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HomeHealth & BehaviorBullying

Ask the Experts

My 9-Year-Old Is a Bully

By Dr. Michelle Alvarez, Consulting Educator

Question:

My 9-year-old granddaughter is a bully. She starts arguments with others and upsets the entire classroom. She disrespects the teachers and has a terrible attitude. Can you give us some suggestions to help overcome these problems?

Answer:

Parenting style and family experiences can often contribute to a child's bullying behavior at school. Children who bully often have difficulty managing their own emotions and getting along with others. They bully as a means of regaining back a sense of control.

It is important for the school and the parents to work together to intervene and change this behavior. Your granddaughter must learn what behavior is expected of her and she needs to know the consequences if she engages in bullying. These consequences must be implemented with consistency. By working with the school, consistency is created between the home and school. This will require ongoing meeting as a result of incidents and between incidents.

It is important to also identify times when she is not bullying and foster this behavior by praising her during for appropriate behavior.

Your granddaughter needs to learn to acknowledge her actions, as well as the results of her behavior on herself and the effect it has on others. This can be accomplished by talking with her about what happened and how it affected the other child. If she takes responsibility or recognizes the impact of her behavior on the other child, praise her for taking responsibility for her actions and talk about ways she could have handled the situation differently.

Here are the questions you might want to ask:

  • What did you do?
  • Why was that response or action a bad choice?
  • Who did your actions hurt?
  • What were you trying to achieve?
  • In the future, how will you achieve that goal without hurting other people?

If these strategies do not work, ask for assistance in helping your granddaughter. Consider working with one of the student services professionals in her school (school counselor, school social worker and/or school psychologist) to develop strategies to address the bullying behaviors.

Since your granddaughter spends so much time at school, implementing the same strategies at home and school can provide her with the consistency she needs to change behavior, and provide you and other family members support in helping eliminate the bullying.


Dr. Michelle Alvarez is an adjunct professor at the University of Southern Indiana and project director of Safe Schools/Healthy Students for the Evansville-Vanderburgh School Corporation. A former school social worker in Pinellas County, Florida, she is co-editor of School Social Work: Theory to Practice and chair of the National Association of Social Workers, School Social Work Section. She is also the parent of a special needs child.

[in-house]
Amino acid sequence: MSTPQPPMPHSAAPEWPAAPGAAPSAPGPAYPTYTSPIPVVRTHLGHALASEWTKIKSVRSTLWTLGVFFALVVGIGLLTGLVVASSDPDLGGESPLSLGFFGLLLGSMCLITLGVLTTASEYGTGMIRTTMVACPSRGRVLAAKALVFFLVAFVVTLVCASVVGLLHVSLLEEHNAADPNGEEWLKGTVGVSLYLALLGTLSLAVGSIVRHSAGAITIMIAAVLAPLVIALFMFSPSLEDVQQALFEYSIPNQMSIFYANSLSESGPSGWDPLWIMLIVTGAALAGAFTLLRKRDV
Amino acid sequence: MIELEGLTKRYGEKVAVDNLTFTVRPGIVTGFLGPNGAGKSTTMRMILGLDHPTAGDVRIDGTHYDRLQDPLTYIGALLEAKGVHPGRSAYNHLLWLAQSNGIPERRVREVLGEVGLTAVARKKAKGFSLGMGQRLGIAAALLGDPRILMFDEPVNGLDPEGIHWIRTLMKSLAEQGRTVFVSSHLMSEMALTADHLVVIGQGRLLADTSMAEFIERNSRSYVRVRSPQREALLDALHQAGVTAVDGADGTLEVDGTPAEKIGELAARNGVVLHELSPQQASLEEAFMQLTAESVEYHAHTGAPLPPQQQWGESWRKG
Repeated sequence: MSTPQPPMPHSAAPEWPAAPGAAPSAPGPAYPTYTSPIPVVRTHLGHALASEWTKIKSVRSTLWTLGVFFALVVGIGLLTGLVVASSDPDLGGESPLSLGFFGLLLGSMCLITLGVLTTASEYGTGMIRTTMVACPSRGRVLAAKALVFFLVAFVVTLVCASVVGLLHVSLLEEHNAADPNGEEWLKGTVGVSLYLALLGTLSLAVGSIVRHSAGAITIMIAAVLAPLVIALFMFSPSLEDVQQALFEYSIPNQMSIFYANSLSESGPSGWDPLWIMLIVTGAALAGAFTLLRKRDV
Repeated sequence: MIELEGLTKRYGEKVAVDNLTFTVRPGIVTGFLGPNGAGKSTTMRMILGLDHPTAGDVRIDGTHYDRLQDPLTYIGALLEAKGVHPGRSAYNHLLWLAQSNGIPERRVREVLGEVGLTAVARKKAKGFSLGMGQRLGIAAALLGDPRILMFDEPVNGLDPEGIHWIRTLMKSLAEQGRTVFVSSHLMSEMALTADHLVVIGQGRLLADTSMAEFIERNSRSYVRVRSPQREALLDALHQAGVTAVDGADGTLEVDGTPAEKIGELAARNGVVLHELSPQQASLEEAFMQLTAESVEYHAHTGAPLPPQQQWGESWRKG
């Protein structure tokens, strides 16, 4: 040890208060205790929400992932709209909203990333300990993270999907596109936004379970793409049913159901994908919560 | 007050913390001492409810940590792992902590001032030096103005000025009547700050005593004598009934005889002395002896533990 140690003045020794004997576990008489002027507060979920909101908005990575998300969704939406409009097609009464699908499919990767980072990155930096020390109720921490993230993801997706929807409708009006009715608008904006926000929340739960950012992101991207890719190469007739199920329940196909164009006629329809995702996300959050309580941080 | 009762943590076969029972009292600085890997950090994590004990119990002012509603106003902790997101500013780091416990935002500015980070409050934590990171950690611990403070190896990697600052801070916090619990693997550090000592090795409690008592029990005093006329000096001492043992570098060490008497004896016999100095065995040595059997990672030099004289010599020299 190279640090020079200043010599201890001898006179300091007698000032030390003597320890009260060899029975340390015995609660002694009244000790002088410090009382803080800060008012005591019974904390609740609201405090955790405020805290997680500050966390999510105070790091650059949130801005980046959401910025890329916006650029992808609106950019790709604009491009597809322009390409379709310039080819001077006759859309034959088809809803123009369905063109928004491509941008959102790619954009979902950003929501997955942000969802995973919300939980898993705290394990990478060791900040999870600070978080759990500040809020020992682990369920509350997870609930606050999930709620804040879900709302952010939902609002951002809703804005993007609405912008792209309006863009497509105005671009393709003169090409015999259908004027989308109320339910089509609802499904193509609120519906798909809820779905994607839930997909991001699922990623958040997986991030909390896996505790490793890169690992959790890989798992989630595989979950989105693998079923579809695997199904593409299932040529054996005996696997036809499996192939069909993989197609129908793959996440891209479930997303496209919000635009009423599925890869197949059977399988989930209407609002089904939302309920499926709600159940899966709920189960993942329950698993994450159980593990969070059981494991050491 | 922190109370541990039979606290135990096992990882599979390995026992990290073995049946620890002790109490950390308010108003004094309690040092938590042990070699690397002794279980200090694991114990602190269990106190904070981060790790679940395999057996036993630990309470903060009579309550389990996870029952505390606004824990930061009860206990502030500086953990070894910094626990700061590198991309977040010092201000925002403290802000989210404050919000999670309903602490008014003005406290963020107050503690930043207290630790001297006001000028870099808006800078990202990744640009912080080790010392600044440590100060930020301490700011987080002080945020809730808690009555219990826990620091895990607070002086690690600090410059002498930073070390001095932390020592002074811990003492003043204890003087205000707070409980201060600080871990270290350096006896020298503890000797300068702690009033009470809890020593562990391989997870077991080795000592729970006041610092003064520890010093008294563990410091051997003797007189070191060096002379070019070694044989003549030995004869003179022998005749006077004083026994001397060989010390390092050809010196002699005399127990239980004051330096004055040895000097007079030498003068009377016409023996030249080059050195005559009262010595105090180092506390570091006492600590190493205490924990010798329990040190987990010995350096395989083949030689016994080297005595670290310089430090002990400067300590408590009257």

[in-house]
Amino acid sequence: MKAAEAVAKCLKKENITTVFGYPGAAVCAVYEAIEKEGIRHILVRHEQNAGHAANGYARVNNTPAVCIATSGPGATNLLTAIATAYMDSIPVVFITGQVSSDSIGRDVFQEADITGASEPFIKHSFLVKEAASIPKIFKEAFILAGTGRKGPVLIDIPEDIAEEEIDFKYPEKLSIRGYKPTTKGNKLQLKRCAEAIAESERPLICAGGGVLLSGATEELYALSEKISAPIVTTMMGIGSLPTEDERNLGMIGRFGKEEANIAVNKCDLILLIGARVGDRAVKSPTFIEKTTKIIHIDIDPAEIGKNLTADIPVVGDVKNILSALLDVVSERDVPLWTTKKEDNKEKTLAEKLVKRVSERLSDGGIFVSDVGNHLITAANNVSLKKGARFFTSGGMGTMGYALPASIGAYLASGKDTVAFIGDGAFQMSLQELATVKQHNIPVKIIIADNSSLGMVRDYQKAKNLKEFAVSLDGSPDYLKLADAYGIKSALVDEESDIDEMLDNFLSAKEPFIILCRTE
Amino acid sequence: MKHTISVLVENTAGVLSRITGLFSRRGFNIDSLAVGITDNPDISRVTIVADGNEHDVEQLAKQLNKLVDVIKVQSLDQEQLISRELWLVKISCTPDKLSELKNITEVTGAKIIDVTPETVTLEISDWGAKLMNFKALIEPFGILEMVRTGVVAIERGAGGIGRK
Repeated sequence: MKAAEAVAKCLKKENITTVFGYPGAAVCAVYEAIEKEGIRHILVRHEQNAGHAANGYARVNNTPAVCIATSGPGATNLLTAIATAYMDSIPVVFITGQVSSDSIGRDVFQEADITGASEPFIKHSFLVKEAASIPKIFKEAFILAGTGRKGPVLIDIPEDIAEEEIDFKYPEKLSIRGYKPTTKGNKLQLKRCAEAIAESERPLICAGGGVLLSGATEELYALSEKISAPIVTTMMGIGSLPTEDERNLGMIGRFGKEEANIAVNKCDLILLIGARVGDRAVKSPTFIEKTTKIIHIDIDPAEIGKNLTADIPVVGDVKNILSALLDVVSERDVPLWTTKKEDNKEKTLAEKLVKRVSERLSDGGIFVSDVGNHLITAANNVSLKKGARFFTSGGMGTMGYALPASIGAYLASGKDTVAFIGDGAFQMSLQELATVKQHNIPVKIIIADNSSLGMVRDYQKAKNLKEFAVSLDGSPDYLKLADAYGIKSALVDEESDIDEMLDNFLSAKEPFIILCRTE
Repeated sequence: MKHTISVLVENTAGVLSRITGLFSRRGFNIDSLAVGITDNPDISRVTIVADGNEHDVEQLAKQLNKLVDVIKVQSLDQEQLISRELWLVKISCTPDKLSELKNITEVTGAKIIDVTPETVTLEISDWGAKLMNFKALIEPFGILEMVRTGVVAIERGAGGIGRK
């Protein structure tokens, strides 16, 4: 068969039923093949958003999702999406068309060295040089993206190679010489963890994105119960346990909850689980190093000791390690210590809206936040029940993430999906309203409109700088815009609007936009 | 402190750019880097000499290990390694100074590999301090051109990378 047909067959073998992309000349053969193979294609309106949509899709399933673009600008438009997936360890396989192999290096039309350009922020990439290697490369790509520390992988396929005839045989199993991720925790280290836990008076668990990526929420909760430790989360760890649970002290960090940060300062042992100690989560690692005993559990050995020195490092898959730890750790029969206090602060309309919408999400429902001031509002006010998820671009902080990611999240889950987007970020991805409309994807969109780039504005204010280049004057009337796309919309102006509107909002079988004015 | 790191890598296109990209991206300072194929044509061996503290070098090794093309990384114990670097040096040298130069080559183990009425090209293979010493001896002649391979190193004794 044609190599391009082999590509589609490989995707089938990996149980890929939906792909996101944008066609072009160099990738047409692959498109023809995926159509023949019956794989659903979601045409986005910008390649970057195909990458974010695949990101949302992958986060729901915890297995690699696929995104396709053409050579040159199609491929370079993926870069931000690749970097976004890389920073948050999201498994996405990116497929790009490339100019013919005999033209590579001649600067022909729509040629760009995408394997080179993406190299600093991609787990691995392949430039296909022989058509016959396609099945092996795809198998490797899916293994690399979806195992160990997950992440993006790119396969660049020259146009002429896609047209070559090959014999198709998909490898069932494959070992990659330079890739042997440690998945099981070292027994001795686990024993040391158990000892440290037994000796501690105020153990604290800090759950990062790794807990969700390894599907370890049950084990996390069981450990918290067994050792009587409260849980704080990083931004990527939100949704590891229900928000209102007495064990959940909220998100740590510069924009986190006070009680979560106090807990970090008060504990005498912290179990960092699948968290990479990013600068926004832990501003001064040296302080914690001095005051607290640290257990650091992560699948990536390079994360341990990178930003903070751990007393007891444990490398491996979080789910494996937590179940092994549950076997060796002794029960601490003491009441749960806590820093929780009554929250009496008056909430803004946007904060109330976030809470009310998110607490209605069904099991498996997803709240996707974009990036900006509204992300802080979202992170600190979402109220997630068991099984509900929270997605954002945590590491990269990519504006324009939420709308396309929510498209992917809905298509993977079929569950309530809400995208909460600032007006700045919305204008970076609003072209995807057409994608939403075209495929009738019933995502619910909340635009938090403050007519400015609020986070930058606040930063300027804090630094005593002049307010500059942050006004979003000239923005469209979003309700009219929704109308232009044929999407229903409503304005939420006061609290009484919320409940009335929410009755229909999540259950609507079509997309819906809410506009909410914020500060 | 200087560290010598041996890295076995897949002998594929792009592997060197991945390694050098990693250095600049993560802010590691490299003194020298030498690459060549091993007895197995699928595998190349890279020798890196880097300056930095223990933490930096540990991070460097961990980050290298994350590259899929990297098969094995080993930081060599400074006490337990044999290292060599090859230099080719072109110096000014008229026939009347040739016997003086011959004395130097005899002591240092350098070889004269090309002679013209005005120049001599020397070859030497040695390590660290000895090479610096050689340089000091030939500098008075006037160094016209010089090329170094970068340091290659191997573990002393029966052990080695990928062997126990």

Advice from our experts is not a substitute for professional diagnosis or treatment from a health-care provider or learning expert familiar with your unique situation. We recommend consulting a qualified professional if you have concerns about your child's condition.

Comments from GreatSchools.org readers

01/18/2012:
"Nooooo. You're grandughter knows what she's doing. She's just not seeing the other kids . Sometimes a bully is just a bully. If you ask kids "what were you doing?", they're just gonna shut down on you ! Kid's are complex, a girl at the age of nine, in this generation, Probably has the mind of a 15 year old. Watch , Ask Another Kid, Not A Parent, It's Not The Same As The 90's, 80's or before ! Goshh -_______- "
08/2/2011:
"Perhaps she needs to talk to a therapist to get out what is bothering her, or what causes her to get to this point. My daughter was victim to bullying as well and it upset me more than her. I wanted to go to the school and talk to this child myself. How can parents be so clueless? If your child is mean, blunt, and dominant, there's a 99% chance, she's bullying someone. Teachers don't know until it's brought to their attention. Sometimes, parents know more what is going on in a teacher's classroom than the actual teacher. It's very scarey and upsetting if you ask me. "
07/5/2011:
"that is some very good advice just ask why shes doing it if she tells you try to work it out with her "
05/1/2009:
"Im dealing with the same issure right now. I have a 2nd grade girl that has been in trouble on and off all year. We have done everything possible to help. The teacher seems to think that shes starting the road of a bully. I think that she just doesn't know how to deal with situations that arrise. Shes being going to this school since kindergarden and I think she already has a label and anything that happens she gets blaimed for it"
05/29/2008:
"My 4th grade son has been bullying at school. He has been sent to high school OCS for 4 weeks. The principle says this is a 1st offence but is making an example of this for him and others but is this harsh punishment and when is it bullying on the schools part. 5 boys were playing and as a boy came down the slide he was stopped and held down. our son came up and spanked him on the bottom and ran off but another knocked him down and the other 2 were by standers. the one holding him down and our son got the 4 weeks and the other 3 had 2 days ocs at the elem. Is this unusual punishment? Yesterday when needing to go to the bathroom he was not allowed because he had already been once that afternoon. He was in tears and upset when I got to school. He has already been in OCS for over 2 weeks and is still asking what he has done that was so wrong. "
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